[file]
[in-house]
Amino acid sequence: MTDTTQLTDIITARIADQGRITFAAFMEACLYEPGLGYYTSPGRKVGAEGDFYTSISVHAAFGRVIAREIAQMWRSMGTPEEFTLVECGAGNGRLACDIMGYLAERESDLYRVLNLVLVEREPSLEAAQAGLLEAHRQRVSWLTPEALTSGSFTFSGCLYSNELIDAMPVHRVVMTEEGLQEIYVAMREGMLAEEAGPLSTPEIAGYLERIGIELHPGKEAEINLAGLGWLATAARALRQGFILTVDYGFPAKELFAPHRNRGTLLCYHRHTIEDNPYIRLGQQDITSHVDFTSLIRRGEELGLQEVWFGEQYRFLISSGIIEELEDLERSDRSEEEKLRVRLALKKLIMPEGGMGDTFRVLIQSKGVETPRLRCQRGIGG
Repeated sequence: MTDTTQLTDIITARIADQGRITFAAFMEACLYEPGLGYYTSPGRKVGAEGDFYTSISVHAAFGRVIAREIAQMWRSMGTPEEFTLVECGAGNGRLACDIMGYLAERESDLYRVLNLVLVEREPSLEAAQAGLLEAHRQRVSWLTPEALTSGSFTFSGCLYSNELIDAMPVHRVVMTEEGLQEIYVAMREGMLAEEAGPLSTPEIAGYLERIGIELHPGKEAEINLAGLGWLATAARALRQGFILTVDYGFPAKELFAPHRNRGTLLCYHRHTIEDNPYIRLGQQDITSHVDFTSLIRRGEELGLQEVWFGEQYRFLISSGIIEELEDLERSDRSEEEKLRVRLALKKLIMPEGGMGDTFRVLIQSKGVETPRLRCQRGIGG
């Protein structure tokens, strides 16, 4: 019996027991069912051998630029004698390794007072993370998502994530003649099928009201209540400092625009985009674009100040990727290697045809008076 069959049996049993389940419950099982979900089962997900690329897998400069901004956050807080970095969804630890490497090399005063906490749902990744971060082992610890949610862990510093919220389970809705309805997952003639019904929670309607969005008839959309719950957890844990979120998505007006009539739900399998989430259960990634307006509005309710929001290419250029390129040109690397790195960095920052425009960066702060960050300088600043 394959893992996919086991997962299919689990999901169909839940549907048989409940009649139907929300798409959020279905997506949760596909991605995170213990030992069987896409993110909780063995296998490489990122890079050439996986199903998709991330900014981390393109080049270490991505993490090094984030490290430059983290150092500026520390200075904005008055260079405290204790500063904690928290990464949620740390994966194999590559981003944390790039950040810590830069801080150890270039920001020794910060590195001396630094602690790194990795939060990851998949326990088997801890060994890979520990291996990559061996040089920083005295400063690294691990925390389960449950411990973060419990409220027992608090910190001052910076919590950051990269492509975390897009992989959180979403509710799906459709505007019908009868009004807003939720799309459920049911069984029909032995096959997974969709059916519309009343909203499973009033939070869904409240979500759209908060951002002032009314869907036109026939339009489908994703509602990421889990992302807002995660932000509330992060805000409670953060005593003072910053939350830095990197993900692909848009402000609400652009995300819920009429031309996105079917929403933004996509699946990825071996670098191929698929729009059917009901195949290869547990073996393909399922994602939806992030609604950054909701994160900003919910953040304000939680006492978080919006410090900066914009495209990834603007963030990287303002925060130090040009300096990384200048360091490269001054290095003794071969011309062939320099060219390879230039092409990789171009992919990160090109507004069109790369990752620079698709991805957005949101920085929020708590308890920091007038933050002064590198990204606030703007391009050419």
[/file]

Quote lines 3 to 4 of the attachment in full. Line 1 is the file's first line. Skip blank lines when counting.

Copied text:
Repeated sequence: MTDTTQLTDIITARIADQGRITFAAFMEACLYEPGLGYYTSPGRKVGAEGDFYTSISVHAAFGRVIAREIAQMWRSMGTPEEFTLVECGAGNGRLACDIMGYLAERESDLYRVLNLVLVEREPSLEAAQAGLLEAHRQRVSWLTPEALTSGSFTFSGCLYSNELIDAMPVHRVVMTEEGLQEIYVAMREGMLAEEAGPLSTPEIAGYLERIGIELHPGKEAEINLAGLGWLATAARALRQGFILTVDYGFPAKELFAPHRNRGTLLCYHRHTIEDNPYIRLGQQDITSHVDFTSLIRRGEELGLQEVWFGEQYRFLISSGIIEELEDLERSDRSEEEKLRVRLALKKLIMPEGGMGDTFRVLIQSKGVETPRLRCQRGIGG
């Protein structure tokens, strides 16, 4: 019996027991069912051998630029004698390794007072993370998502994530003649099928009201209540400092625009985009674009100040990727290697045809008076 069959049996049993389940419950099982979900089962997900690329897998400069901004956050807080970095969804630890490497090399005063906490749902990744971060082992610890949610862990510093919220389970809705309805997952003639019904929670309607969005008839959309719950957890844990979120998505007006009539739900399998989430259960990634307006509005309710929001290419250029390129040109690397790195960095920052425009960066702060960050300088600043 394959893992996919086991997962299919689990999901169909839940549907048989409940009649139907929300798409959020279905997506949760596909991605995170213990030992069987896409993110909780063995296998490489990122890079050439996986199903998709991330900014981390393109080049270490991505993490090094984030490290430059983290150092500026520390200075904005008055260079405290204790500063904690928290990464949620740390994966194999590559981003944390790039950040810590830069801080150890270039920001020794910060590195001396630094602690790194990795939060990851998949326990088997801890060994890979520990291996990559061996040089920083005295400063690294691990925390389960449950411990973060419990409220027992608090910190001052910076919590950051990269492509975390897009992989959180979403509710799906459709505007019908009868009004807003939720799309459920049911069984029909032995096959997974969709059916519309009343909203499973009033939070869904409240979500759209908060951002002032009314869907036109026939339009489908994703509602990421889990992302807002995660932000509330992060805000409670953060005593003072910053939350830095990197993900692909848009402000609400652009995300819920009429031309996105079917929403933004996509699946990825071996670098191929698929729009059917009901195949290869547990073996393909399922994602939806992030609604950054909701994160900003919910953040304000939680006492978080919006410090900066914009495209990834603007963030990287303002925060130090040009300096990384200048360091490269001054290095003794071969011309062939320099060219390879230039092409990789171009992919990160090109507004069109790369990752620079698709991805957005949101920085929020708590308890920091007038933050002064590198990204606030703007391009050419």